Broussard v. State

Annotate this Case

312 S.W.2d 664 (1958)

Gertrude BROUSSARD, Appellant, v. The STATE of Texas, Appellee.

No. 29791.

Court of Criminal Appeals of Texas.

May 7, 1958.

*665 John Cutler, Houston, for appellant.

Dan Walton, Dist. Atty., Thomas D. White and Gus Zgourides, Asst. Dist. Attys., Houston, and Leon B. Douglas, State's Atty., Austin, for the State.

MORRISON, Presiding Judge.

The offense is possession of policy paraphernalia; the punishment, 180 days in jail and a fine of $1,000.

Officer Driskell of the Houston police vice squad testified that, armed with a search warrant and accompanied by other officers, he presented himself at a certain address and asked for the appellant, and when she appeared he served the search warrant upon her and proceeded to search the house. Some fifteen minutes later, and while the search was in progress, one Dandy made his appearance at the house, and when being questioned by the officers as to his business stated that he had "played a play" with the appellant the day before, had "hit" and had come to collect and place another play with the appellant. The appellant, who was present during this conversation with Dandy, was arrested, carried to the police station, searched by a matron, and in her underclothes were found a sack containing money and several slips of paper, which, according to Officer Bond who qualified as an expert on policy, contained writings which evidenced that they were policy plays and were designed and adapted for use in connection with policy games.

Appellant did not testify or offer any evidence in her behalf.

We shall discuss the contentions advanced by appellant's able counsel in brief and argument.

There are no formal bills. The statement of facts reveals that an objection was made and overruled, and a motion to quash the panel was made and overruled, because the court ordered the appellant to seat her six-year old granddaughter among the spectators and not at the counsel table with her. As stated, only the objection and the rulings appear before us, and we do not have sufficient facts before us to appraise the injury, if any, to the appellant resulting from such rulings. In view of this fact, it is not necessary for us to determine if the last three paragraphs of Judge Davidson's opinion in Odell v. State, 79 Tex.Cr.R. 209, 184 S.W. 208, upon which appellant relies, constitute the holding of the majority or merely expression of Judge Davidson's views.

Appellant next complains that she was not permitted to inquire of a prospective juror if she "would give the same consideration to the evidence and testimony of a case involving policy that she could give if the defendant was charged with playing bingo." While it is true that an accused has the right to inquire of a prospective juror if he entertains any prejudice against one charged with the particular crime for which the accused is about to be tried or against a member of a racial or *666 religious group to which the accused belongs, we are at a loss to determine the pertinency of the juror's attitude toward other conduct or crimes not involved in the case upon which he is to sit as a juror.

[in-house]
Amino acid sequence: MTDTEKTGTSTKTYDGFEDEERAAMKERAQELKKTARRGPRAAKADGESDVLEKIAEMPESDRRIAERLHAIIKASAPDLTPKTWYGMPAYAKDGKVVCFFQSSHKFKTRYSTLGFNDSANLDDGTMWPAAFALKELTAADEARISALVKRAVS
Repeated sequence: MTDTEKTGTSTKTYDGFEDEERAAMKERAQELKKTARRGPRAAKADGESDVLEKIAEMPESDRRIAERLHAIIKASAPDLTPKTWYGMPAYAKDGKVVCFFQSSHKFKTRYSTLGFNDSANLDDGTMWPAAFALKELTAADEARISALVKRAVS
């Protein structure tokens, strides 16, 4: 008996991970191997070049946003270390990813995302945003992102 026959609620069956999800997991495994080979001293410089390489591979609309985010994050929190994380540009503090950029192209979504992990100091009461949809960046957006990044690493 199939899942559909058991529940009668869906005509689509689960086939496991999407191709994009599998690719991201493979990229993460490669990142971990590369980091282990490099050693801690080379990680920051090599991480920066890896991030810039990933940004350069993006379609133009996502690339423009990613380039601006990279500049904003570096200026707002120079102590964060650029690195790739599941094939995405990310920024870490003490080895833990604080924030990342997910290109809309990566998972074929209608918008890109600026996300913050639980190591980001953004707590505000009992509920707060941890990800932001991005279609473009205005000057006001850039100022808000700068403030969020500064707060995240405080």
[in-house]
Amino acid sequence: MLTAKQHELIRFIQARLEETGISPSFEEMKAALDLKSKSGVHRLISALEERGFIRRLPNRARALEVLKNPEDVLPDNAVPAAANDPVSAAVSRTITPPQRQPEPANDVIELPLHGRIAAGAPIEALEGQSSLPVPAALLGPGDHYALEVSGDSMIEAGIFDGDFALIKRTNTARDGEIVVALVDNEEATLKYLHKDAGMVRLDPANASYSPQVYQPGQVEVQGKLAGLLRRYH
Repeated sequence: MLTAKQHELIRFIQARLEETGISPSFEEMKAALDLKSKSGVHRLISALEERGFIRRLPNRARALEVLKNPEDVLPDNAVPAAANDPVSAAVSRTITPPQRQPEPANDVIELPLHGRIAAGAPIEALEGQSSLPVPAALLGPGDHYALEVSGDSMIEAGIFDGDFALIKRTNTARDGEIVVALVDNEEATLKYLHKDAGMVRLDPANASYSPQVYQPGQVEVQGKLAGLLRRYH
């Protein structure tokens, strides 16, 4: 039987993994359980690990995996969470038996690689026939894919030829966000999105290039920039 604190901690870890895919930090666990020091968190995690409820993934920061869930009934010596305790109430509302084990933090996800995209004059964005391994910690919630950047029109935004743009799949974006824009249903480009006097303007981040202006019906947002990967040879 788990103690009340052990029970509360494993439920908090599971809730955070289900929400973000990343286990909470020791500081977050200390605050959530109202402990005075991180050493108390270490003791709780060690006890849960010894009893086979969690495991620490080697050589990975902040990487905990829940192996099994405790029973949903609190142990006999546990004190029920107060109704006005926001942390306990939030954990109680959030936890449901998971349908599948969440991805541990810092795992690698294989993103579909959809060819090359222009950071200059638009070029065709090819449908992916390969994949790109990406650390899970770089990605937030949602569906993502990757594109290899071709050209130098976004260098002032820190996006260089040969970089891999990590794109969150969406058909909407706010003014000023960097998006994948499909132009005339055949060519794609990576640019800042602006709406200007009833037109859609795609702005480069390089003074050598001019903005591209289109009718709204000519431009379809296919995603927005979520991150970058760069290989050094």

Appellant next seeks to challenge the sufficiency of the affidavit for the search warrant. As stated, there are no formal bills of exception and the affidavit is not before us. The affidavit was clearly before the court because appellant's counsel quoted portions thereof to the court, and so the recent case of Brown v. State, Tex.Cr.App., 313 S.W.2d 297, has no application here. If the appellant wished to challenge the sufficiency of the affidavit in this Court, it became incumbent upon her to bring the instrument before us. This she has not done.

Appellant's sole objection to the search of her person was that the search warrant did not authorize a search at another place than her home. Since the warrant is not before us, we cannot pass upon its sufficiency, but, surely, if the appellant was lawfully arrested at her home, which fact is not challenged in this record, the right to search her person continued until the police could get her to a matron. Green v. State, 161 Tex.Cr.R. 131, 275 S.W.2d 110.

Her last complaint relates to the admissibility of the witness Driskell's testimony concerning Dandy. This testimony was admitted in the absence of the jury, but we have concluded that it was admissible as a res gestae declaration by a bystander as discussed in Allala v. State, 157 Tex.Cr.R. 458, 250 S.W.2d 207. The search was in progress, the appellant was present and clearly understood of what she was accused, and is not shown to have made a reply.

Finding the evidence sufficient to support the conviction and no reversible error appearing, the judgment of the trial court is affirmed.

This site is protected by reCAPTCHA and the Google Privacy Policy and Terms of Service apply.